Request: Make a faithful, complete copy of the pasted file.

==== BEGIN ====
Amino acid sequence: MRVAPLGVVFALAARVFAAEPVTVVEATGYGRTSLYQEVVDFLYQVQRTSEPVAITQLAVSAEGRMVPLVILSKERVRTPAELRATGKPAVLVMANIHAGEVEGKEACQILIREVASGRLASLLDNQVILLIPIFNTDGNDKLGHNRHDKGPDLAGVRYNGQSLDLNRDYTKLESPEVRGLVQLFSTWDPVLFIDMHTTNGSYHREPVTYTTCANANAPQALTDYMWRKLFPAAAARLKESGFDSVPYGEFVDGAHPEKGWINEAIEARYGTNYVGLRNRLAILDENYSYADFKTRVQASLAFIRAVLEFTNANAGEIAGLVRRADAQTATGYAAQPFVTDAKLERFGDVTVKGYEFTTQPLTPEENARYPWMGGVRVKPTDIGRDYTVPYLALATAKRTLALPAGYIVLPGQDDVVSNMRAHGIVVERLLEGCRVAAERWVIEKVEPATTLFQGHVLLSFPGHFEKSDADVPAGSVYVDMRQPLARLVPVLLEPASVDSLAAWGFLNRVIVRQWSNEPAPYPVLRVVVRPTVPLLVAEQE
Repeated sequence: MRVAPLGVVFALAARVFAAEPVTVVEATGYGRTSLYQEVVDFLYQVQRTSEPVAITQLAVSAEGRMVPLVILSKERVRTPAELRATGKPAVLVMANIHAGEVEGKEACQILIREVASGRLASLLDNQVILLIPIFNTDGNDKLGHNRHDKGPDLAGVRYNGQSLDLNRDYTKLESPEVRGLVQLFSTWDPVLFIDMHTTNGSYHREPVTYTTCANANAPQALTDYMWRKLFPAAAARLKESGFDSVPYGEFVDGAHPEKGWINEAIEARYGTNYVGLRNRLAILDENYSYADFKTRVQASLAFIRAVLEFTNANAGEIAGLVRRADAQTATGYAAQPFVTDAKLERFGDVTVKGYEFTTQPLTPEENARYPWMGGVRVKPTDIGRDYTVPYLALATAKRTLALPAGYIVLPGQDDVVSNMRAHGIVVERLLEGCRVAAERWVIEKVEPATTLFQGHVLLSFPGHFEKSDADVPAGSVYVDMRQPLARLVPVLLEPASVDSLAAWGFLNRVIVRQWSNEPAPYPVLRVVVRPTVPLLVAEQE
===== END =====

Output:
Amino acid sequence: MRVAPLGVVFALAARVFAAEPVTVVEATGYGRTSLYQEVVDFLYQVQRTSEPVAITQLAVSAEGRMVPLVILSKERVRTPAELRATGKPAVLVMANIHAGEVEGKEACQILIREVASGRLASLLDNQVILLIPIFNTDGNDKLGHNRHDKGPDLAGVRYNGQSLDLNRDYTKLESPEVRGLVQLFSTWDPVLFIDMHTTNGSYHREPVTYTTCANANAPQALTDYMWRKLFPAAAARLKESGFDSVPYGEFVDGAHPEKGWINEAIEARYGTNYVGLRNRLAILDENYSYADFKTRVQASLAFIRAVLEFTNANAGEIAGLVRRADAQTATGYAAQPFVTDAKLERFGDVTVKGYEFTTQPLTPEENARYPWMGGVRVKPTDIGRDYTVPYLALATAKRTLALPAGYIVLPGQDDVVSNMRAHGIVVERLLEGCRVAAERWVIEKVEPATTLFQGHVLLSFPGHFEKSDADVPAGSVYVDMRQPLARLVPVLLEPASVDSLAAWGFLNRVIVRQWSNEPAPYPVLRVVVRPTVPLLVAEQE
Repeated sequence: MRVAPLGVVFALAARVFAAEPVTVVEATGYGRTSLYQEVVDFLYQVQRTSEPVAITQLAVSAEGRMVPLVILSKERVRTPAELRATGKPAVLVMANIHAGEVEGKEACQILIREVASGRLASLLDNQVILLIPIFNTDGNDKLGHNRHDKGPDLAGVRYNGQSLDLNRDYTKLESPEVRGLVQLFSTWDPVLFIDMHTTNGSYHREPVTYTTCANANAPQALTDYMWRKLFPAAAARLKESGFDSVPYGEFVDGAHPEKGWINEAIEARYGTNYVGLRNRLAILDENYSYADFKTRVQASLAFIRAVLEFTNANAGEIAGLVRRADAQTATGYAAQPFVTDAKLERFGDVTVKGYEFTTQPLTPEENARYPWMGGVRVKPTDIGRDYTVPYLALATAKRTLALPAGYIVLPGQDDVVSNMRAHGIVVERLLEGCRVAAERWVIEKVEPATTLFQGHVLLSFPGHFEKSDADVPAGSVYVDMRQPLARLVPVLLEPASVDSLAAWGFLNRVIVRQWSNEPAPYPVLRVVVRPTVPLLVAEQE